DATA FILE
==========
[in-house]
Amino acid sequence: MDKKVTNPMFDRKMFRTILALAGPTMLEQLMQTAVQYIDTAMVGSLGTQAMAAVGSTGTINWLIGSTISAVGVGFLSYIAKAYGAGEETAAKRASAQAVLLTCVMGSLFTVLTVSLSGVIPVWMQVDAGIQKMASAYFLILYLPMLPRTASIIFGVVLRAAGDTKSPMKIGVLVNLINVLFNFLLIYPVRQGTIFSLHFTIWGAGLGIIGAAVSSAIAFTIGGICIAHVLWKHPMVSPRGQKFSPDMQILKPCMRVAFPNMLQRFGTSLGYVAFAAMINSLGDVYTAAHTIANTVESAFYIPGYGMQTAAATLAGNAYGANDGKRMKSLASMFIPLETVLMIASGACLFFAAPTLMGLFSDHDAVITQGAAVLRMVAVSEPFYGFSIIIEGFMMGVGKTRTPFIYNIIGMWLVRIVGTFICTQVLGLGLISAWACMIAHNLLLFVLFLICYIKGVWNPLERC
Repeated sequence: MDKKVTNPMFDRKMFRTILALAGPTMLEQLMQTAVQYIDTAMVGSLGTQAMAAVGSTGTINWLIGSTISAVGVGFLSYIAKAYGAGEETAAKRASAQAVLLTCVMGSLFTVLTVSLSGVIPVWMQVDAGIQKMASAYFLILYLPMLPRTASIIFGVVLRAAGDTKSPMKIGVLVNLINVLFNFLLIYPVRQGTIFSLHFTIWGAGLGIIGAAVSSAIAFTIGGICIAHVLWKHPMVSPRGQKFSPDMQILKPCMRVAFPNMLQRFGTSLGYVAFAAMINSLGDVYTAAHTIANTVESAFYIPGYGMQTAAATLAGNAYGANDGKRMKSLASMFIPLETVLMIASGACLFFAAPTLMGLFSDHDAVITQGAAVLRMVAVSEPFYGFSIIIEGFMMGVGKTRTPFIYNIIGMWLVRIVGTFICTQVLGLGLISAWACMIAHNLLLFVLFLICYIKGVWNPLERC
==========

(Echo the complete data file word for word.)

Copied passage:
[in-house]
Amino acid sequence: MDKKVTNPMFDRKMFRTILALAGPTMLEQLMQTAVQYIDTAMVGSLGTQAMAAVGSTGTINWLIGSTISAVGVGFLSYIAKAYGAGEETAAKRASAQAVLLTCVMGSLFTVLTVSLSGVIPVWMQVDAGIQKMASAYFLILYLPMLPRTASIIFGVVLRAAGDTKSPMKIGVLVNLINVLFNFLLIYPVRQGTIFSLHFTIWGAGLGIIGAAVSSAIAFTIGGICIAHVLWKHPMVSPRGQKFSPDMQILKPCMRVAFPNMLQRFGTSLGYVAFAAMINSLGDVYTAAHTIANTVESAFYIPGYGMQTAAATLAGNAYGANDGKRMKSLASMFIPLETVLMIASGACLFFAAPTLMGLFSDHDAVITQGAAVLRMVAVSEPFYGFSIIIEGFMMGVGKTRTPFIYNIIGMWLVRIVGTFICTQVLGLGLISAWACMIAHNLLLFVLFLICYIKGVWNPLERC
Repeated sequence: MDKKVTNPMFDRKMFRTILALAGPTMLEQLMQTAVQYIDTAMVGSLGTQAMAAVGSTGTINWLIGSTISAVGVGFLSYIAKAYGAGEETAAKRASAQAVLLTCVMGSLFTVLTVSLSGVIPVWMQVDAGIQKMASAYFLILYLPMLPRTASIIFGVVLRAAGDTKSPMKIGVLVNLINVLFNFLLIYPVRQGTIFSLHFTIWGAGLGIIGAAVSSAIAFTIGGICIAHVLWKHPMVSPRGQKFSPDMQILKPCMRVAFPNMLQRFGTSLGYVAFAAMINSLGDVYTAAHTIANTVESAFYIPGYGMQTAAATLAGNAYGANDGKRMKSLASMFIPLETVLMIASGACLFFAAPTLMGLFSDHDAVITQGAAVLRMVAVSEPFYGFSIIIEGFMMGVGKTRTPFIYNIIGMWLVRIVGTFICTQVLGLGLISAWACMIAHNLLLFVLFLICYIKGVWNPLERC